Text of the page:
This week’s mission on The Apprentice was about finding the brass in muck. Specifically, the two teams were given a large empty shop in Brick Lane and tasked with filling it full of ‘pre-owned’ objets/curios/treasure or junk and turning in a healthy profit via the pockets of the hipster denizens of this particularly arty corner of East London. It’s the sort of task that would come naturally to a certain type of 20-something; unfortunately, not the type who has set their heart on a corporate business career.
When I say ‘filling it full’ I meant, in the case of Tom Gearing’s Phoenix team, putting the space into spaciousness. Or, as Nick Hewer put it, ‘There is a difference between minimalism and emptiness’. Yes, an ultra cautious spending policy from Tom Gearing left the shop looking, well, I thought it looked pretty cool, like a stage set for an Edward Albee play. (Plus, I spied a nice couple of 1970s Hornsea coffee jars on a shelf). Whether it was a stage set for profit maximisation you’ll have to wait and see.
As if Tom was not putting his head into a big enough noose, in the boardroom he uttered a never-before-heard verdict on team-mates, ‘I haven’t got a bad a bad word to say about anyone’. Cool as a cucumber or just plain daft?
Most of the contestants appeared even more out of water in their dress-down civvies than in their one size too big suits, shirts and ties. Only one looked to have any sort of style, as if they could blend into the Shoreditch Massive. I briefly caught sight of one of the girls in a mustard coloured jacket. I think it may have been Gabrielle Omar. Identified as the ‘creative’ one in the gang she was chiefly to blame for ‘up-cycling’ junk into ‘shabby chic’ objets d’art by virtue of stencilling union Jack motifs on anything and everything inanimate. Her enthusiasm was misplaced, shall we say?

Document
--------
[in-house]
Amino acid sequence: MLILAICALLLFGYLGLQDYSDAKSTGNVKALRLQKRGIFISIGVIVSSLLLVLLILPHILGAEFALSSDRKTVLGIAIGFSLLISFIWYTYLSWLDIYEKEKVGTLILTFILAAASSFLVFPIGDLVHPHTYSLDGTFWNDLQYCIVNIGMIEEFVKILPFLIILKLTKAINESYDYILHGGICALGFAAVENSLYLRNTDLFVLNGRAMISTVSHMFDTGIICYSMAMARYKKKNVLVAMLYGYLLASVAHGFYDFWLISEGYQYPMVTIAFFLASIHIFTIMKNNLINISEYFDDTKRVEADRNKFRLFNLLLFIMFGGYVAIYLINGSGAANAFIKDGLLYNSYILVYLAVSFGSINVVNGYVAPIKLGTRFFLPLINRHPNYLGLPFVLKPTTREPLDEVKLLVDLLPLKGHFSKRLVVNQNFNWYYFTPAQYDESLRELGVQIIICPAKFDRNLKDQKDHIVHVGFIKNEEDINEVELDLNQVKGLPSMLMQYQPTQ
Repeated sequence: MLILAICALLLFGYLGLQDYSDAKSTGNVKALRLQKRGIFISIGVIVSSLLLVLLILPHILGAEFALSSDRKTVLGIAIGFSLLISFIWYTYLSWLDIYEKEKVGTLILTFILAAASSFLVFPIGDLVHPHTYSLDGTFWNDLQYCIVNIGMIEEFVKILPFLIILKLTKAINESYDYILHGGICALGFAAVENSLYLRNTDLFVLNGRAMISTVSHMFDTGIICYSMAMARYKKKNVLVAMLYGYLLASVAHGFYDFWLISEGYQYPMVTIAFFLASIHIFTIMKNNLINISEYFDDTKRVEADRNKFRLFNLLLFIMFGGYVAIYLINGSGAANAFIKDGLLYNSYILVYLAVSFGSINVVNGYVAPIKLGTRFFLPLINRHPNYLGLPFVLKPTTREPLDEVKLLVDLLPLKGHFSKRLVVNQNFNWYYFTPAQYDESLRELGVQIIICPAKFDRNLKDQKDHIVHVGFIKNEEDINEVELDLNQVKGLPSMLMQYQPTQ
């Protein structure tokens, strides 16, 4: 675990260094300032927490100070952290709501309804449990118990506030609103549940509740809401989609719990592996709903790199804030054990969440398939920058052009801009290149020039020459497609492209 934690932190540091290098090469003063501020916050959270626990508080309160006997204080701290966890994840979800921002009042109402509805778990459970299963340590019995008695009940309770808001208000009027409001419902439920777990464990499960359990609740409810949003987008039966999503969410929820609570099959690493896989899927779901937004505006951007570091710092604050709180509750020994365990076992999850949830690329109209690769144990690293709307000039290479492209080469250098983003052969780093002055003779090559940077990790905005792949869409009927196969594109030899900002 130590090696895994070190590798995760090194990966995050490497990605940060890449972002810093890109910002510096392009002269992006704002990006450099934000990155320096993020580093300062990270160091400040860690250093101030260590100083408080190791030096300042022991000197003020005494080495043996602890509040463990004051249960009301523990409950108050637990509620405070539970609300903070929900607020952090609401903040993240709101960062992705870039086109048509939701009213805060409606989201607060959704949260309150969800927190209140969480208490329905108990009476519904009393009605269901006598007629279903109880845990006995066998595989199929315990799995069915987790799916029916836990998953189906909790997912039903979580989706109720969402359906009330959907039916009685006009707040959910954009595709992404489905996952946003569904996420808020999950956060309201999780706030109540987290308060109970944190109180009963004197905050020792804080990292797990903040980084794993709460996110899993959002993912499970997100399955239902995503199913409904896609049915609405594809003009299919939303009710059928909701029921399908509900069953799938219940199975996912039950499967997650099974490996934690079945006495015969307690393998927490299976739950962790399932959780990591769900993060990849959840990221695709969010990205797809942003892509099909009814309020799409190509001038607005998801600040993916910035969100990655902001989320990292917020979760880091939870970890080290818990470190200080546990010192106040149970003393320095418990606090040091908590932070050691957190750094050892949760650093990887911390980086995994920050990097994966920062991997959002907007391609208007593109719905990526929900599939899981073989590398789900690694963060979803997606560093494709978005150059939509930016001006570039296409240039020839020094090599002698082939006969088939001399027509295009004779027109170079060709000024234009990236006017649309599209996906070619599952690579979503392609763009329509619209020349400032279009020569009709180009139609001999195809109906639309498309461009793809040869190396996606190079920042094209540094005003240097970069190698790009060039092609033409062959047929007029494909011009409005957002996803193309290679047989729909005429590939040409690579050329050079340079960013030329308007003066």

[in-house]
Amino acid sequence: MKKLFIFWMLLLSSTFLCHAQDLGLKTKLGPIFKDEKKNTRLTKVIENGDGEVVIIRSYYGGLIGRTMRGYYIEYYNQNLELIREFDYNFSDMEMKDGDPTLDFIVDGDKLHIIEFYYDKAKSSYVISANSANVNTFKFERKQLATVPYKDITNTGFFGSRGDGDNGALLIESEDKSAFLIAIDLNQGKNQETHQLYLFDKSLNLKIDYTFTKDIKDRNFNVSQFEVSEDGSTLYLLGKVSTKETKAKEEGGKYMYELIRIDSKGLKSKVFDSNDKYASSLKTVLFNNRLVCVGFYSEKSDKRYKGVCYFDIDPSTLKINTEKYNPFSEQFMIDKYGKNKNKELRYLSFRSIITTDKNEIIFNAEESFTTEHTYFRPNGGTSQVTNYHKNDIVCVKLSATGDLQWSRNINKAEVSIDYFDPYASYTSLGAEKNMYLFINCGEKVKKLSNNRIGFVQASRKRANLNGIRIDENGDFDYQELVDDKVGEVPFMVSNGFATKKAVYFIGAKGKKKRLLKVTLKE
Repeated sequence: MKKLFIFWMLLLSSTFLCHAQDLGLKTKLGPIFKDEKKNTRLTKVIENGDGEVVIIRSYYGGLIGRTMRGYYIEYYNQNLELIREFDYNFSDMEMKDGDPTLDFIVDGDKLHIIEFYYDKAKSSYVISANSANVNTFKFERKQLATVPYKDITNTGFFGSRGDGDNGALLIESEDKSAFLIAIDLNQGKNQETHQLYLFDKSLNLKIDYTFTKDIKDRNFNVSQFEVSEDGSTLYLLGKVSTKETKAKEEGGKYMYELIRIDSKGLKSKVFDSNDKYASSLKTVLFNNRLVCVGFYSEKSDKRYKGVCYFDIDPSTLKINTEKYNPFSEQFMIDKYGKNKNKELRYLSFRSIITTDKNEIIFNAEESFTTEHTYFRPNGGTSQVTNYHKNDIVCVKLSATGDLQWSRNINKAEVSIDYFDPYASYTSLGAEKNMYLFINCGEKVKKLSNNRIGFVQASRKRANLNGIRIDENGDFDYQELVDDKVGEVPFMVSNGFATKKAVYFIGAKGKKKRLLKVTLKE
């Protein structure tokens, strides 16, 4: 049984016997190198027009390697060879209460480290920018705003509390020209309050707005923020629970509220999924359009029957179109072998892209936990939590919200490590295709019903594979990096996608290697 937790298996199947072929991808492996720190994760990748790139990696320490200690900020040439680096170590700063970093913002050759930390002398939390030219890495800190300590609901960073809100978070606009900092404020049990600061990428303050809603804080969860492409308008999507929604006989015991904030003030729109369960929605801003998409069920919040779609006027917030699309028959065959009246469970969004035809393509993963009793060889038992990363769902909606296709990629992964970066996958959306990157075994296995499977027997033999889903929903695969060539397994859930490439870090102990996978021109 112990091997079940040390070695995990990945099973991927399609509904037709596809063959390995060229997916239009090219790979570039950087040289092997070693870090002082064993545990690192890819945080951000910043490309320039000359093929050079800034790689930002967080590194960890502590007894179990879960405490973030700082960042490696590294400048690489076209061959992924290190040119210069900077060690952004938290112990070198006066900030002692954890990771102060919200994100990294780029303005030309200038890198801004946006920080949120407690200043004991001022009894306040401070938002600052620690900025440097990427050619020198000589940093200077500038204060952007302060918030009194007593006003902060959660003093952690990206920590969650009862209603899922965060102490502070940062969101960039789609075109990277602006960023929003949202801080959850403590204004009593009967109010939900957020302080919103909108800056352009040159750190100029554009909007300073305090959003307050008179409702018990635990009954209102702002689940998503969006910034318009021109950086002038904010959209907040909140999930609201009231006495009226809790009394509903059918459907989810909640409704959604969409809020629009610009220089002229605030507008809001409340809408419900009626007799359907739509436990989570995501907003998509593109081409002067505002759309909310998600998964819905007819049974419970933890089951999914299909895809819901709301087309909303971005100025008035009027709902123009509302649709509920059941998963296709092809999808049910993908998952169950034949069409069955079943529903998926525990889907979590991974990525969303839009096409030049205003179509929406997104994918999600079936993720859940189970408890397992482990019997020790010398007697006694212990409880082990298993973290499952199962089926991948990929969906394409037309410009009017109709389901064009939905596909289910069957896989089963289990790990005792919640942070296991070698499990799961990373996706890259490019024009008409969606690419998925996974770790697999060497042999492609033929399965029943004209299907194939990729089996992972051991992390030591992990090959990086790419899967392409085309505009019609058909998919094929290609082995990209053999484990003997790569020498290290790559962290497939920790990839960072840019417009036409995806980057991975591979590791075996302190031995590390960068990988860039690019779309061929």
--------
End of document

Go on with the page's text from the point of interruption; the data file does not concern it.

Mixed metaphor of the week was Duane Bryan’s, ‘Don’t look a
gift horse in the eye’.
Again, not a classic episode, and I’m unsure what lessons can be garnered from it. I’m sure we’re all aware that beauty is in the eye of the beholder and that there is an art to passing off junk as something desirable. One either has an eye for it or not. And it cannot be taught. At least, not in a few days.
However, this week’s loser demonstrated possibly the largest ever disparity between their rather harsh and frankly unlikeable ‘Apprentice’ persona and their absolutely charming and delightful ‘You’ve Been Fired’ persona. It shows how wrong an opinion you can form of someone.
Finally, to anyone that knows me personally, please, I would really like never again to hear the horrid phrase ‘shabby chic’. I’d almost rather hear fingernails skate across a blackboard.